Remains of 26 unclaimed vets receive proper burial in Cecil cemetary
For four years, their remains sat unclaimed, awaiting mass burial.
On Thursday, a team of volunteers buried 26 veterans with military honors in the National Cemetery of the Alleghenies in Cecil.
“We have some veterans that have passed that are finally getting the proper send-off that they should have gotten a long time ago. To stand there looking at those urns just brings tears to my eyes,” said Carl Mochak, 67, a Vietnam veteran and chaplain for VFW Post 5758 in Tarentum.
About 250 unclaimed bodies had been under the care of the Allegheny County Medical Examiner's Office, but John Fabry, Pennsylvania coordinator of the Missing in America Project, suspected that some were veterans entitled to military funerals.
“Once you find an individual is a veteran, you feel bad,” Fabry told the Trib last week. “Here's a person who served his country, and now nobody wants to give him a proper burial.”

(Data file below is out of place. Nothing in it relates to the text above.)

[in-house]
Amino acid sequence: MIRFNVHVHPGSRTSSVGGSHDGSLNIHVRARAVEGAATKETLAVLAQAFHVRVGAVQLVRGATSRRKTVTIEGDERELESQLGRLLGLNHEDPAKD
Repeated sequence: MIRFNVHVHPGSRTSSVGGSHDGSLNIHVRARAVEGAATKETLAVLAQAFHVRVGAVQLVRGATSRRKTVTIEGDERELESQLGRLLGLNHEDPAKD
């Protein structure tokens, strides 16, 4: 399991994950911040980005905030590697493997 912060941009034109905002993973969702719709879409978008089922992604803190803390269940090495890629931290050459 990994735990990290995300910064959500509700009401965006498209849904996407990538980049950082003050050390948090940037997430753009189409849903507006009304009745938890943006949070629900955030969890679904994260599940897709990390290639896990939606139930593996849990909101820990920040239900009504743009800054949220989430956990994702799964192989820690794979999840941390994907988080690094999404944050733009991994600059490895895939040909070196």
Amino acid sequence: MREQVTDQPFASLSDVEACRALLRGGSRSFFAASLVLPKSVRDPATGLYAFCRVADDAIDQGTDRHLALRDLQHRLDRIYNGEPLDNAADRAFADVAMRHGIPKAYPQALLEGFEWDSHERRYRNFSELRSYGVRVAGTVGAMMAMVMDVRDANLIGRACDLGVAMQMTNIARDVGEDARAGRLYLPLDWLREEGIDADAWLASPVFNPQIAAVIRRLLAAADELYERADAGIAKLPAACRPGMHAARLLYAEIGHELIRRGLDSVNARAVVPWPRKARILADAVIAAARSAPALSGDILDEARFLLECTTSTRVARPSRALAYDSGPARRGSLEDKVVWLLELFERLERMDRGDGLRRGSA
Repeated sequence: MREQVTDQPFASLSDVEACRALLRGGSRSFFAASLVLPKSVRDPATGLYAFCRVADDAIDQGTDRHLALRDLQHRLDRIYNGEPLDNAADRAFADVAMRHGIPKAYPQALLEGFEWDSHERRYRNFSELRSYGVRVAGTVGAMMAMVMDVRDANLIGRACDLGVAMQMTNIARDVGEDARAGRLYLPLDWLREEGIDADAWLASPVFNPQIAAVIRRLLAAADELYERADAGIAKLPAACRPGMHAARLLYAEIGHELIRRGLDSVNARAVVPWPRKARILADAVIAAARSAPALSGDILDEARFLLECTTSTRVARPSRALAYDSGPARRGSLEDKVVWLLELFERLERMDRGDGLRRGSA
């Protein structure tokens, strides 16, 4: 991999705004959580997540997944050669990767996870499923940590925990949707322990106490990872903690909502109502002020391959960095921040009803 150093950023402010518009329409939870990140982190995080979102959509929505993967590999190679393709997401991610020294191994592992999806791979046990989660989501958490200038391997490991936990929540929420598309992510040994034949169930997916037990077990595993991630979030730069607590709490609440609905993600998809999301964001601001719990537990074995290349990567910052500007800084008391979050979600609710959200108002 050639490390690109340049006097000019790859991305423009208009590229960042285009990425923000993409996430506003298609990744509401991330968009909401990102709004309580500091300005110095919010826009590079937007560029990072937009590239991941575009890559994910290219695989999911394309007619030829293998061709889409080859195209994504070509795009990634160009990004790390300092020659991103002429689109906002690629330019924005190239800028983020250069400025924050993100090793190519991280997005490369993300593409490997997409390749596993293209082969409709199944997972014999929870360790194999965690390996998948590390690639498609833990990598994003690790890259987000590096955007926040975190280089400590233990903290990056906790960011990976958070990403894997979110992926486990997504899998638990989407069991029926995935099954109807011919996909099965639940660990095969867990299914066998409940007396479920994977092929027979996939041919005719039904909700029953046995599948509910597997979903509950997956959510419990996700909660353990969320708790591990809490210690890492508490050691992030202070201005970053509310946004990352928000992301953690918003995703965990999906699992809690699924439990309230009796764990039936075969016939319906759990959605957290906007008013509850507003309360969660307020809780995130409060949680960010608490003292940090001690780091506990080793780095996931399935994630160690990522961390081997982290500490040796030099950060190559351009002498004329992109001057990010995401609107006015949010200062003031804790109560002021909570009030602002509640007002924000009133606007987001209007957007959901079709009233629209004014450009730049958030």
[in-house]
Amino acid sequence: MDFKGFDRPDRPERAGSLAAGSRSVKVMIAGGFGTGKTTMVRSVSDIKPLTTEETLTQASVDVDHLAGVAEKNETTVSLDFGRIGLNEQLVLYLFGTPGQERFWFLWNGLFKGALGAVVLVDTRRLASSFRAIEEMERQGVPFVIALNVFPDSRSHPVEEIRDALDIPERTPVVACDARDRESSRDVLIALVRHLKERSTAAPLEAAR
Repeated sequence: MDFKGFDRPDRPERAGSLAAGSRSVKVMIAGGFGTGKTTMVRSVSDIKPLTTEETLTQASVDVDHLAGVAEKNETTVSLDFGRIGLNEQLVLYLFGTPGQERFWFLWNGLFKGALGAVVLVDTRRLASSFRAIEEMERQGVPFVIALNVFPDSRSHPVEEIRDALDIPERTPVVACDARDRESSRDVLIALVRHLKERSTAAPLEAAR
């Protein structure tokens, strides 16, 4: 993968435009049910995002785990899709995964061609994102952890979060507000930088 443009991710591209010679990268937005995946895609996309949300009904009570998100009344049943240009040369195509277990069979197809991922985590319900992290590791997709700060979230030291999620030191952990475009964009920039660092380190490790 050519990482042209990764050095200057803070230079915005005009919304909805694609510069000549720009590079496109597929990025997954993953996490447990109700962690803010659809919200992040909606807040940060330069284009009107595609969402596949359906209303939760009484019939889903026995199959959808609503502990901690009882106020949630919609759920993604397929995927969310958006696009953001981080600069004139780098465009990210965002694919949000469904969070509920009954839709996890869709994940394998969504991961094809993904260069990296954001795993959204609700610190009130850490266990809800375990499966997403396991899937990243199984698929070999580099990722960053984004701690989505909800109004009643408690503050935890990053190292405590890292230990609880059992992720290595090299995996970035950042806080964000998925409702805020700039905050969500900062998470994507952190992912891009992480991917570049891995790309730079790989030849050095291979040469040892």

The Missing in America Project says on its website that it has visited 1,560 funeral homes, identified the cremated remains of 2,144 people as those of veterans and buried 1,882 of them.
The ceremony on Thursday started with a procession leaving the Pittsburgh Institute of Mortuary Science on Baum Boulevard in East Liberty. It reached the national military cemetery about an hour later.
The veterans represented all branches of the military except the Coast Guard. Most died after 2010.
“In retrospect, it's a sad day, of course, for many of the family members, but it's also the job that we do,” said Bill McClements, 68, of Murrysville, a member of the funeral detail representing the Three Rivers Leatherneck Detachment of the Marine Corps League.
“Leave no man behind, or woman,” said Steve Hloznik, 68, of Tarentum, memorial unit chairman for the Tarentum VFW post.
Trib Total Media staff photographer Stephanie Strasburg contributed to this report.
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